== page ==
Mitigation Mechanism

Using algae for carbon mitigation at power plants is gaining momentum but there is disagreement over whether it's the best or most efficient use of the resource.
By Lisa Gibson
More and more power plants are exploring options for carbon mitigation as humankind steers toward a more environmentally friendly existence. While still in its infancy, algae's mitigation potential has garnered attention from plant operators and government agencies alike. Even so, some say the practice is not a solution for carbon dioxide emissions and should be studied from the point of bioproducts manufacturing instead.

An Arizona Public Services' project at Cholla Power Plant in Holbrook, Ariz., is set to be the first integrated pilot-scale demonstration of capturing CO2 from a coal-fired power plant with algae in the U.S., according to Daniel Cicero, senior management and technology advisor for the U.S. DOE's National Energy Technology Laboratory in West Virginia. The 25-acre raceway pond project, which should be completed and operating in the next three to four years, is an expansion of APS's research and development endeavor at its natural gas-fired Redhawk Power Station near Phoenix, according to Cicero. "The algae technology is being considered to be an integral part of the electric power plant for its mitigation of CO2 emissions and for further reuse of the CO2 into a coproduct (substitute natural gas) with the electric power from the plant," he says. Researchers expect that the Cholla algae farm will reuse CO2 at a rate of 70 metric tons per acre per year.

The project received $70.5 million from the American Recovery and Reinvestment Act, one of many algal carbon mitigation endeavors awarded federal funding. "We began a program several years ago about using algae to absorb CO2 from power stations and further use that CO2 as opposed to just emitting it," says Cicero, who works in the DOE's Office of Fossil Energy. The ARRA also awarded a total of $7.02 million for design and evaluation of algae growth projects at industrial emitters, including some power plants, in Hawaii, Virginia, Ohio, Texas and California. More funds will be awarded after another competitive process to determine which projects will see the remaining three phases of development-detailed design, construction and operation. Those projects are expected to come on line shortly after the Cholla application, although they will be smaller.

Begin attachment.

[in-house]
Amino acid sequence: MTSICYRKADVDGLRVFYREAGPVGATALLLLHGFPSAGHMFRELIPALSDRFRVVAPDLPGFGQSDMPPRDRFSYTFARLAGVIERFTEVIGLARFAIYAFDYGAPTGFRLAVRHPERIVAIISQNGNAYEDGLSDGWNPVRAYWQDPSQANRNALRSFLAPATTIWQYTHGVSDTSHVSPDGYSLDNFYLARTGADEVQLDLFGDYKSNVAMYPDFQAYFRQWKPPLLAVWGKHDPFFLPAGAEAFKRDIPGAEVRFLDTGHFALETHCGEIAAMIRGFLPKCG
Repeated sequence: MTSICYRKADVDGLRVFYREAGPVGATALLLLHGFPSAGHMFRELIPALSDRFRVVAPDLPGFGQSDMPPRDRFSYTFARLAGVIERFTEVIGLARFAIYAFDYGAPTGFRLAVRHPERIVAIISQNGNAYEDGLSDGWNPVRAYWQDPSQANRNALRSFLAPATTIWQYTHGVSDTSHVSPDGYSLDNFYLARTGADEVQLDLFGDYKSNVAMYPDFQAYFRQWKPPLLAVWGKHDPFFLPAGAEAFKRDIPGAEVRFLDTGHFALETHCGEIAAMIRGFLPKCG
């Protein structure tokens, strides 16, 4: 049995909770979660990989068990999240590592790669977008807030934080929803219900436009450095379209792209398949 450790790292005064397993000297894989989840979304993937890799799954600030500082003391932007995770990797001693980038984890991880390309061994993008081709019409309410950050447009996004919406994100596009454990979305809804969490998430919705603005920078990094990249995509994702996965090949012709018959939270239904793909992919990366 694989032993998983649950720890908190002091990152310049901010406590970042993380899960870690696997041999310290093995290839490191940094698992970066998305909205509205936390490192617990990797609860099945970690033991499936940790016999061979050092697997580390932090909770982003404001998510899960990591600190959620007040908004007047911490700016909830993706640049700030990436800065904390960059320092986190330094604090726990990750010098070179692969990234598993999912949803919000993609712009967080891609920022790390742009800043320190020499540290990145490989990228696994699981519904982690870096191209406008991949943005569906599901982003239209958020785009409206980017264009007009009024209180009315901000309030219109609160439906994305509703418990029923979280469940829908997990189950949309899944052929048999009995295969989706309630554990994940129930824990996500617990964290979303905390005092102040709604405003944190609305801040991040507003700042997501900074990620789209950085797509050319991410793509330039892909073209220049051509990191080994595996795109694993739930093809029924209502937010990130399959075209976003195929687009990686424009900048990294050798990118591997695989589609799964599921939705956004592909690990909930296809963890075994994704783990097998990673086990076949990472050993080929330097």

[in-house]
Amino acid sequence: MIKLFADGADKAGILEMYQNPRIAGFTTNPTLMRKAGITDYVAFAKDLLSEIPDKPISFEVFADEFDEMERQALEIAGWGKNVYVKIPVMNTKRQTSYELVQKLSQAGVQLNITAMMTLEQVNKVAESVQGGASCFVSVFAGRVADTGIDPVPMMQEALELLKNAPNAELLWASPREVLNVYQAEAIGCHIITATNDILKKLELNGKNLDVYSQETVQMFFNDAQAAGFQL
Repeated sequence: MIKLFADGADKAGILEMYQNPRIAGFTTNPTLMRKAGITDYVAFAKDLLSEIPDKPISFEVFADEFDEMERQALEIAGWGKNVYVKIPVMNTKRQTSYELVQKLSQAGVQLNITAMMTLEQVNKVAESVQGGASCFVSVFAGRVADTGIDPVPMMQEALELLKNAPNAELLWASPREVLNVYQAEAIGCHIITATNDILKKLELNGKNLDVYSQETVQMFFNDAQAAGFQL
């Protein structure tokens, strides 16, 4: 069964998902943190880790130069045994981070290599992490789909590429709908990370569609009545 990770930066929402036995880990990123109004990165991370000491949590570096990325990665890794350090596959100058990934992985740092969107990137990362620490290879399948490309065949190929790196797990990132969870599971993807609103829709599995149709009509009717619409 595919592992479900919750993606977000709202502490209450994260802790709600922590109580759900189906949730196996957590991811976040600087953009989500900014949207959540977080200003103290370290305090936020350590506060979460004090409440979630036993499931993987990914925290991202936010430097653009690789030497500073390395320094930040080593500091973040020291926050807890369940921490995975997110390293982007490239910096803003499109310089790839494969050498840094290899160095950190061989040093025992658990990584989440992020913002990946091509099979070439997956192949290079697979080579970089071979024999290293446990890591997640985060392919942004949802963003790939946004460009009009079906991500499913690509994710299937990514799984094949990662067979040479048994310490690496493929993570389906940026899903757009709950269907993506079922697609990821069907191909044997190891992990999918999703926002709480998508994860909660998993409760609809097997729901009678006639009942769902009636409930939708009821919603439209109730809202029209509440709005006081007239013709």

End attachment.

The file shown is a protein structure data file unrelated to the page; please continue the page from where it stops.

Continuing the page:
Cicero sees promise for the practice from bench-scale results, but acknowledges work left to be done. "It's going to take a lot of land mass to capture significant amounts of CO2," he says, adding that some areas are more amenable to algae growth than others and applications must be tailored to specific locations. "We have been able to demonstrate that depending on the strain of algae you choose, it can be very effective in [certain areas], but you have to be careful which strains of algae are chosen and how you process those algae." On average, about 60 percent of the carbon dioxide can be captured daily, according to the Office of Fossil Energy.

The algae grown with carbon emissions can enhance domestic biofuel production and contribute to energy security, but carbon dioxide abatement is the most important benefit, according to Cicero. "Our primary focus is on CO2 capture and helping companies get renewable energy credit," he says.

Abandon All Hope

But some researchers believe that the focus should be changed, including John Benemann of Benemann Associates. The number of power plants with the right conditions for growing algae is small, according to Benemann, and it's difficult to match up a sufficient growth operation with plant size. "Even under the best circumstances, the amount of CO2 mitigated is not overwhelming," he says. At most a small fraction of a percent of total CO2 emissions from power plants could be abated by microalgae, he explains, so those who believe algae will solve the problem should abandon all hope.

Benemann has researched microalgae for more than 30 years and says there are a number of issues related to using it for carbon mitigation. The best way to look at such a project is in the benefit of biofuels production, not CO2 mitigation. "Rather than using algae to mitigate CO2 from power plants, use power plants to supply CO2 for algae biofuels production needs … Just like any other biofuel, it doesn't matter where the CO2 comes from," he says. "It doesn't matter if you take it from a power plant or from the atmosphere."

In his paper, "Microalgae Biofuels: A Brief Introduction," Benemann writes that contrary to common belief, CO2 use by algal cultures is not sequestration, nor even a greenhouse gas (GHG) abatement process by itself. "…that could only come from using the algal biofuels to replace fossil fuels, in the same way as all other biofuels are assumed to replace fossil fuels and thereby reduce greenhouse gas emissions and mitigate global warming." In actuality, algae-based biofuels using fossil fuel flue gas CO2 are less desirable for GHG abatement than higher plant biofuels, he writes. By depending on the consumption of fossil fuels they indirectly contribute to the atmospheric CO2 load and are by definition unsustainable. They enable fossil fuel use, he argues.